Once in a Lifetime in Hirado: Experience a Unique Samurai Tea Ceremony With an Awe-Inspiring View of the Blue Sea and Mountains
From Sasebo, Nagasaki Prefecture, it is a 90-minute trip by rail or bus to Hirado. Across the beautiful suspension bridge from mainland Kyushu is Hirado Island, a skinny landmass stretching north to south. It has long been a lively center of trade and in the 17th century Age of Discovery, it was marked "Firando" on Western maps.
For centuries Hirado was ruled by the famous Matsura clan and their castle, Hirado-jo, still stands overlooking the port from on high. It was the location where international trade began, at the Western trading port 470 years ago. Vestiges of this history can be seen on a stroll around the city even today. Here, we are pleased to introduce a workshop program with Bonny, a Dutch woman who arrived in Hirado two years ago and is looking forward to sharing her experience with foreign travelers.
- Hirado history: the Matsura clan and Hirado Castle
- Learn about the history of the clan at the Matsura Historical Museum
- Experience the tea ceremony in a very wabisabi teahouse
- An uncommon tea ceremony experience: be a host or a guest!
- Option 1. Tea ceremony host experience
- Option 2. Tea ceremony guest experience
Hirado history: the Matsura clan and Hirado Castle
Bonny tells us that she would recommend Hirado's history, natural scenery and sashimi to foreign tourists. This workshop program relates to history, so let's unpack a little of Hirado's past now.
Hirado was once the territory of the Matsura clan. The Matsura clan castle, Hirado Castle, was built in 1599. In 2021 the castle was partially renovated and is now open as accommodation, a very rare move for a castle.
Learn about the history of the clan at the Matsura Historical Museum
The Matsura clan was a great family that continued for around 1,000 years. They used trade with foreign countries and superb diplomatic skills to extend their power, exerting their dominance over the northern part of Nagasaki.
This museum in fact used to be the home of the Matsura family. This heritage structure was built in 1893.
Every object in the museum has historic value. The folding screen with an ink brush painting of a lion is impressive, and the steel sheath carried by samurai into battle looks amazing.
Near the front desk, you can buy cups and vases with beautifully intricate white patterns - these were very popular among the clan.
Experience the tea ceremony in a very wabisabi teahouse
Within the grounds of the Museum stands a simple little house redolent of Japanese wabisabi. This is the "teahouse" built by the clan. It is still used today and is the place to enjoy macha tea and Japanese sweets.
The sweets served here historical, traditional candies made to recipes from a book of 100 types of confectionery published in 1841.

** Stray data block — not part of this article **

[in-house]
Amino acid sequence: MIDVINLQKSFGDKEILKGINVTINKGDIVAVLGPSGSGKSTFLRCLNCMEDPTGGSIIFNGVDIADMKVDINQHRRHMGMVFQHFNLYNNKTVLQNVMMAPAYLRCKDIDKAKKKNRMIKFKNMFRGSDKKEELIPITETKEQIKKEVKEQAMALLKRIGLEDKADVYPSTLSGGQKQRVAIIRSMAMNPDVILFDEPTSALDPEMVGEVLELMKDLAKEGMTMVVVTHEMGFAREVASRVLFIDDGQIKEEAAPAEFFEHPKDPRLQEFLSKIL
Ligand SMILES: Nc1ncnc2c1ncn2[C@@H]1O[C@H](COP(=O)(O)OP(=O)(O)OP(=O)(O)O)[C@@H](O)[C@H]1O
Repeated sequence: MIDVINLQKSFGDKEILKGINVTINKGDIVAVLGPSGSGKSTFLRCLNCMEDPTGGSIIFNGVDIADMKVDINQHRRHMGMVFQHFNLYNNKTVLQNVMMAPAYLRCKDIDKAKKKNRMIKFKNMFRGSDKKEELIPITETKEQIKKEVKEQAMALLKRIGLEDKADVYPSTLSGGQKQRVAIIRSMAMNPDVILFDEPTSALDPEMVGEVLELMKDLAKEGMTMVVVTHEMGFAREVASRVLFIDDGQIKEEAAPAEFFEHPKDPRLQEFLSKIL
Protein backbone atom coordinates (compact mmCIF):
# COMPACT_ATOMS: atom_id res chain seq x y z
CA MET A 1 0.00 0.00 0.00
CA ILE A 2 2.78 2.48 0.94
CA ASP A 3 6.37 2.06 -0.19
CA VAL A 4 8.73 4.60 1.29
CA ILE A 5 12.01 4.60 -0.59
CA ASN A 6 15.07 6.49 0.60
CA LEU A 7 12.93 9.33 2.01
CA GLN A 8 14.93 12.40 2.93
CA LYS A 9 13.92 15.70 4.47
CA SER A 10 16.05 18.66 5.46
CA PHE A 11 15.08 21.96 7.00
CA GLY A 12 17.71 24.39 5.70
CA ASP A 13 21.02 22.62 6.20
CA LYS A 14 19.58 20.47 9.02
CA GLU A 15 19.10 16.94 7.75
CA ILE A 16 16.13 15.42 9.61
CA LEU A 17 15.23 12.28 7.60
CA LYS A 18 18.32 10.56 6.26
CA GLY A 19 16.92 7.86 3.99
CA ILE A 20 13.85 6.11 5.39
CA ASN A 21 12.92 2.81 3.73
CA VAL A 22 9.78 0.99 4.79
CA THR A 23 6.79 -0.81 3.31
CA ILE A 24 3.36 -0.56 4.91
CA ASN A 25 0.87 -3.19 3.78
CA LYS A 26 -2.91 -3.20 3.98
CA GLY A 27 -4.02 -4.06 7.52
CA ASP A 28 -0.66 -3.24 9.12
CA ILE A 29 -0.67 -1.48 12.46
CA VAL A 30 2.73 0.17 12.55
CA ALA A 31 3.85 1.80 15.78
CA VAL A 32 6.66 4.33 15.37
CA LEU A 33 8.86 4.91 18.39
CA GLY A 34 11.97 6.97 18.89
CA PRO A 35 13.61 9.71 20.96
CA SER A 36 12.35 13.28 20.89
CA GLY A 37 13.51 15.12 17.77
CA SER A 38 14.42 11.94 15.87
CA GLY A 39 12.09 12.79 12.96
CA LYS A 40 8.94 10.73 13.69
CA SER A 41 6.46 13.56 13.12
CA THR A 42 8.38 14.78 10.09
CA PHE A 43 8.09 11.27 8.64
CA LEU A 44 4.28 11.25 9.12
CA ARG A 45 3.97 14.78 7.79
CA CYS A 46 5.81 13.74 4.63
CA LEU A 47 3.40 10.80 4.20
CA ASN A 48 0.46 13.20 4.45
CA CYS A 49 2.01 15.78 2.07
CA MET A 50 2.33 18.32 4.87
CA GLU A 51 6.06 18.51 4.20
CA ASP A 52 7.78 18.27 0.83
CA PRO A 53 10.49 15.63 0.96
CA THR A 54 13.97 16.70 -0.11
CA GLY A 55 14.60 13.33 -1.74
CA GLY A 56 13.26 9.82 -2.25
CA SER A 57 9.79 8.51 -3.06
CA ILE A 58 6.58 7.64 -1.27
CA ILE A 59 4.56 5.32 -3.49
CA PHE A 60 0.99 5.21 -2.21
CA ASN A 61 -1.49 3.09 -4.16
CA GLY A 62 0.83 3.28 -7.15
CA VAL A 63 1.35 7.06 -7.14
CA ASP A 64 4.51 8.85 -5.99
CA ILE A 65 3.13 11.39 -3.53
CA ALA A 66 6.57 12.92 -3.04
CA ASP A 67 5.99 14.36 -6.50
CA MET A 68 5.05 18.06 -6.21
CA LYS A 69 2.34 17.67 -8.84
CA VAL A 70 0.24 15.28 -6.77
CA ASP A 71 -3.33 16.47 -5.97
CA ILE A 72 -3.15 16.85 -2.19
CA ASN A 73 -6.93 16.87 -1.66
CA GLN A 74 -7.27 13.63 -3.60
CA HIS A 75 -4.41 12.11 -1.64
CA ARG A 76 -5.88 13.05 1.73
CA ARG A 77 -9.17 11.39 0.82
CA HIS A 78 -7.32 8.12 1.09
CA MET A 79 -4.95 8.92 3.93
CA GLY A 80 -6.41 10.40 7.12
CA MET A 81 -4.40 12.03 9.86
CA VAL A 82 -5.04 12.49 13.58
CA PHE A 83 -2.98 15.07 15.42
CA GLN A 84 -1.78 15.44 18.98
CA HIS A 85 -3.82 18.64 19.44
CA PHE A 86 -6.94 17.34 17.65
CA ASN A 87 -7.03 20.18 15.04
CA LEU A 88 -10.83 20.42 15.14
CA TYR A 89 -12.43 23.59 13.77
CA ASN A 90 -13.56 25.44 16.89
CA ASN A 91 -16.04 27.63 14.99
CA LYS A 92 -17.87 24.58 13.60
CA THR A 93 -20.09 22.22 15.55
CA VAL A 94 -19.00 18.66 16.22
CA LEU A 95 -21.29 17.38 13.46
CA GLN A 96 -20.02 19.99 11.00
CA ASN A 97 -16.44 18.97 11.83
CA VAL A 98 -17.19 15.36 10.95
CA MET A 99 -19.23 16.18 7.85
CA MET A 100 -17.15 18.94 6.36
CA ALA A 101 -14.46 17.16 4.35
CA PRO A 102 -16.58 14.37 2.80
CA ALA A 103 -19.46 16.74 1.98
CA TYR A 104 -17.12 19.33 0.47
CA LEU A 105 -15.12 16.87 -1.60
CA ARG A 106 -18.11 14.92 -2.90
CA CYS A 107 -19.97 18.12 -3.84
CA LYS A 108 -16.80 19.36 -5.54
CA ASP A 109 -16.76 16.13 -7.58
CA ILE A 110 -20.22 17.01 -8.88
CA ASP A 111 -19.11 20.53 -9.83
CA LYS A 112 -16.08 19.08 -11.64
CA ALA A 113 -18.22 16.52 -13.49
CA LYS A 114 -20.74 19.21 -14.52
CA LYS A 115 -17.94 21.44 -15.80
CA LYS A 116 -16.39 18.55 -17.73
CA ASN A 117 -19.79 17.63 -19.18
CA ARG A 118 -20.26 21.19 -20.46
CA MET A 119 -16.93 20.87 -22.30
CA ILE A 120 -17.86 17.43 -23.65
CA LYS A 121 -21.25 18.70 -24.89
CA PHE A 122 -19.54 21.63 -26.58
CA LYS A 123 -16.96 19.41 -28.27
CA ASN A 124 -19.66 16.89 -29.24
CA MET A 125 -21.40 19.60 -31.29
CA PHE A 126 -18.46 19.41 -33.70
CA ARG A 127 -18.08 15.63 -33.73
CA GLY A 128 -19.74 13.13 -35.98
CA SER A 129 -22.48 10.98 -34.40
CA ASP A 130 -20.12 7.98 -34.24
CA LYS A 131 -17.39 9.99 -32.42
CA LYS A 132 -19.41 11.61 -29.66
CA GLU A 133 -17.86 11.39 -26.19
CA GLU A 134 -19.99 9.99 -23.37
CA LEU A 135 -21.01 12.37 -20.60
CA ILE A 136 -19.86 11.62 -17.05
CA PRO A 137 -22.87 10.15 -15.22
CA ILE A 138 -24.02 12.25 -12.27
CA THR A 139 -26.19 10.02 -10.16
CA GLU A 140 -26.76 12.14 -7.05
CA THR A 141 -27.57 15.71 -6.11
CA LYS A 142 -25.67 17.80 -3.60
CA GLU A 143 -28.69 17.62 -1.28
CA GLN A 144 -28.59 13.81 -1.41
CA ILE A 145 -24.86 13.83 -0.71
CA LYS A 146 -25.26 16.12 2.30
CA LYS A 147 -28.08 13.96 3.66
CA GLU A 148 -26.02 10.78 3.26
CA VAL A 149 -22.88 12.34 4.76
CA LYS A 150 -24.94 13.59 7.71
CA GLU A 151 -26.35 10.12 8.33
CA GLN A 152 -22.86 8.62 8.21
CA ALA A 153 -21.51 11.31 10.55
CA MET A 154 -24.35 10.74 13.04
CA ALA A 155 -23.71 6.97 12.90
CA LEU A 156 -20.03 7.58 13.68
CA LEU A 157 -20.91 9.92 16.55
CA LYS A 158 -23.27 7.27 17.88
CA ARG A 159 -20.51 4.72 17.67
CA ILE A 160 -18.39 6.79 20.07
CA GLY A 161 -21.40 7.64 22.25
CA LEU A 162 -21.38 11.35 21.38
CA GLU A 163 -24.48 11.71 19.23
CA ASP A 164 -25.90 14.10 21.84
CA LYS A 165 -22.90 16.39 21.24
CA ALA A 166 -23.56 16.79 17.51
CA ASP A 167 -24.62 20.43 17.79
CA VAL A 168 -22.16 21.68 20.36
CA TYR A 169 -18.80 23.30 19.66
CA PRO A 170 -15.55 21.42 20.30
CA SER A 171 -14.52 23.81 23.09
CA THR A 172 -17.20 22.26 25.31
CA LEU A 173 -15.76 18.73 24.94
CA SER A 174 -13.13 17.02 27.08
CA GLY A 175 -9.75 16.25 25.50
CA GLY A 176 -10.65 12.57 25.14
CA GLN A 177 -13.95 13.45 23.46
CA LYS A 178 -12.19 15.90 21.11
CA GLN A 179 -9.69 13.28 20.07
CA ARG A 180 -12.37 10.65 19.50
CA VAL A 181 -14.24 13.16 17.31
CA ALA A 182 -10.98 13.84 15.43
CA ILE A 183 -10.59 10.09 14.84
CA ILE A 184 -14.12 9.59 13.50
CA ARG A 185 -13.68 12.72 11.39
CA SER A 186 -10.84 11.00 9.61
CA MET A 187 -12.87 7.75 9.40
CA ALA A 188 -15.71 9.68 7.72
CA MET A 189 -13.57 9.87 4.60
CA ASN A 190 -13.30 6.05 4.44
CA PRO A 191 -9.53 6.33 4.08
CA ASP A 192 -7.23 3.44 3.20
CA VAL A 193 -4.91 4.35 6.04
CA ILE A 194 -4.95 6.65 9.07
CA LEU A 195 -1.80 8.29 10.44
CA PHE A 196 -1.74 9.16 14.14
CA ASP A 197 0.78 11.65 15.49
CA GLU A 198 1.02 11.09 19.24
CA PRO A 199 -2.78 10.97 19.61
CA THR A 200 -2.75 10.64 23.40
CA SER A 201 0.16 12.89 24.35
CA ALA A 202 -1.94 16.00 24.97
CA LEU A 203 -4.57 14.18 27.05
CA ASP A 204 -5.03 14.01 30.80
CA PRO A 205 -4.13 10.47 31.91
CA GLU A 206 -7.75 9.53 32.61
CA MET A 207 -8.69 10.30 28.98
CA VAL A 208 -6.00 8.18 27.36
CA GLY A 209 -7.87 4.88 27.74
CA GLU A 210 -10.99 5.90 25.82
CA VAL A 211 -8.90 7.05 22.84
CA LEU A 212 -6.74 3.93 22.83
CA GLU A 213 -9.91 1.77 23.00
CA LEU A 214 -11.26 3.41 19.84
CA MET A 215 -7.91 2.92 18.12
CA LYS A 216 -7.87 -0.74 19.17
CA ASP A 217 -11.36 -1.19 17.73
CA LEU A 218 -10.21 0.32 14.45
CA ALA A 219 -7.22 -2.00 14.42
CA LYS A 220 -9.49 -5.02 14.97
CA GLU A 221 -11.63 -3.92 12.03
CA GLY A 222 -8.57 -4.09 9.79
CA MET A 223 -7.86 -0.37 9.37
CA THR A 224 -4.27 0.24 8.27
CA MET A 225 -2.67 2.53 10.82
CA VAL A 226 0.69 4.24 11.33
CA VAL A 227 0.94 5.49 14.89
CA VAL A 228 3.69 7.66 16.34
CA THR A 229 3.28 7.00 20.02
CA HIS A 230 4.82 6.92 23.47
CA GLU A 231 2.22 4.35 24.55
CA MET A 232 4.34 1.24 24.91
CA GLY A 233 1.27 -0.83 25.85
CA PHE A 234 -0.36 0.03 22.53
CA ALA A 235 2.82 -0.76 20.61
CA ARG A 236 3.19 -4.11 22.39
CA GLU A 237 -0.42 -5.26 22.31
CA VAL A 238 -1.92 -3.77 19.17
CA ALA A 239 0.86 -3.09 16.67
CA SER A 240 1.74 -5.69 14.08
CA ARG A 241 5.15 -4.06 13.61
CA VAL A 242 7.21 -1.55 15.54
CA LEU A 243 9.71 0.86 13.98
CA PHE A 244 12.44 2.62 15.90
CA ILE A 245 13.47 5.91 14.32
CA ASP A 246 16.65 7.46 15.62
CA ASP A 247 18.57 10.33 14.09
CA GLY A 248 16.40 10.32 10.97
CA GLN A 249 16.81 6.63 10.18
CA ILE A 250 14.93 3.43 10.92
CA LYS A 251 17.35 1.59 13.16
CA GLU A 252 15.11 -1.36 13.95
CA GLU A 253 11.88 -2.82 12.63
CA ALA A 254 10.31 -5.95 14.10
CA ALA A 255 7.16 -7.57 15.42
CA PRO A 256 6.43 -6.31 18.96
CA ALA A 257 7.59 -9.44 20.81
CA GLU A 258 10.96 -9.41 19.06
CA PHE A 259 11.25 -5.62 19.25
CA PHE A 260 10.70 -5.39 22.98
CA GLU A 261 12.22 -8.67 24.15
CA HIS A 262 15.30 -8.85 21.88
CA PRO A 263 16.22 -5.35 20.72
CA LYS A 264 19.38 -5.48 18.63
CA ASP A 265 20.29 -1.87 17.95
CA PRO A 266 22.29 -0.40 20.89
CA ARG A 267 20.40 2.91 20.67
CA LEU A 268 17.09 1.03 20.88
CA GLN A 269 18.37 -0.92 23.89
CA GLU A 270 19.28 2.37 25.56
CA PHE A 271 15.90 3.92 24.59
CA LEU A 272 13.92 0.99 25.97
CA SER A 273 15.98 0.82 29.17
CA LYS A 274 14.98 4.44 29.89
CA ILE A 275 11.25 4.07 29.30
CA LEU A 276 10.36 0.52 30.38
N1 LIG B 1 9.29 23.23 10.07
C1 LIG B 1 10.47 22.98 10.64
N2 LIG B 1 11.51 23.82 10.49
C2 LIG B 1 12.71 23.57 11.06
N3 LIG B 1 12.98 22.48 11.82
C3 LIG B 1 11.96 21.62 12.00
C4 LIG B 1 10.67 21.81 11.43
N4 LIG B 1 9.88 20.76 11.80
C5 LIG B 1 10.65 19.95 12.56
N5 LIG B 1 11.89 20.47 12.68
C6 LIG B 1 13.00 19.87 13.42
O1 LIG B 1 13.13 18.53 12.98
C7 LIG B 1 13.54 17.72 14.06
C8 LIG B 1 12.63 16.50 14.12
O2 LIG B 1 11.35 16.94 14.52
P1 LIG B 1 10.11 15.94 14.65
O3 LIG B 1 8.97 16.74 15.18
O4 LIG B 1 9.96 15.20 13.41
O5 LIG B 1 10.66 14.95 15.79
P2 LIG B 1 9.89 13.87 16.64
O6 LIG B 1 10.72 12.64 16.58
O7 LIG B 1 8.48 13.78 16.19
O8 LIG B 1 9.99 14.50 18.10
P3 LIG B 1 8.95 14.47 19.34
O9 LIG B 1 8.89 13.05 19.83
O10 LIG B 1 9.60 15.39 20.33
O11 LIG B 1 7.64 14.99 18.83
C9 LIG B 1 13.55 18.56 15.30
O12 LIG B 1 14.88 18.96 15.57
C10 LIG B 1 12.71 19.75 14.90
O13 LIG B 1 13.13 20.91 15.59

Tea ceremonies come in many formats, but the ceremony you can experience here is based on the samurai style inherited from the Matsura clan. One feature is the way of bowing, which derives from martial training and is very arresting.
An uncommon tea ceremony experience: be a host or a guest!
Now it is time to introduce the workshop program recommended by Bonny that you can take in Hirado.
This experience of sado (tea ceremony), a classic element of Japanese culture, is a program replete with the wabi-sabi (the beauty of transience and imperfection) and omotenashi (hospitality) of Japan, from manners to the sweets the decoration of the teahouse.
Did you know that the hosts and guests of a tea ceremony are separated? Normally, only the guests can drink the tea, but here you can also try being the "host" and serving the tea! Now for the details of the session.
Option 1. Tea ceremony host experience
There are plenty of places where you can experience the famous Japanese tea ceremony, but rarely would you have the chance to play the part of host. Here, you can take the host role, serving the tea to guests and decorating the teahouse with flowers to welcome the guests. It is a brilliant chance to get to the heart of Japanese culture.
★Host work experience★
1. Receive briefing on the tea ceremony and the teahouse.
2. Learn how to greet and act in the ceremony.
3. Choose the vase and flowers and arrange in the tokonoma (alcove). Subtly turning the flowers changes their look. You will be wearing gloves to decorate the teahouse to avoid making handprints.
4. You will then crush the tea leaves to form a powder. Brewing a brilliantly green tea using this powder is the ultimate gesture to guests.
5. Make Japanese sweets. The ingredients vary by season. In Bonny's case, she made pretty flowers from chestnut paste and red beans.
6. Learn how to hold the utensils and pour the tea.
Option 2. Tea ceremony guest experience
Wash your hands, remove your shoes and come in through the low entrance to the teahouse. The reason the doorway is so low is said to be to make everyone bow their heads, symbolizing that once inside the teahouse, everyone is equal regardless of rank or class.
Next, let's take a look at the flowers and other decorations in the teahouse. Don't you feel the sense of calm here?
Now you will kneel in seiza position as the host pours the tea. If this is difficult for you, let the host know, as there are chairs and tables available. Rather than doing the impossible, focus on the beauty of the tea utensils and create lasting memories, just like Bonny.
★Guest work experience★
1. Watch as the host theatrically pours the tea.
2. Take the Japanese sweet with the tea. First, have a sip of tea, then eat the sweet, then sip the tea again - this is the particular way it is done. Enjoy the changing taste of tea before and after eating the sweet.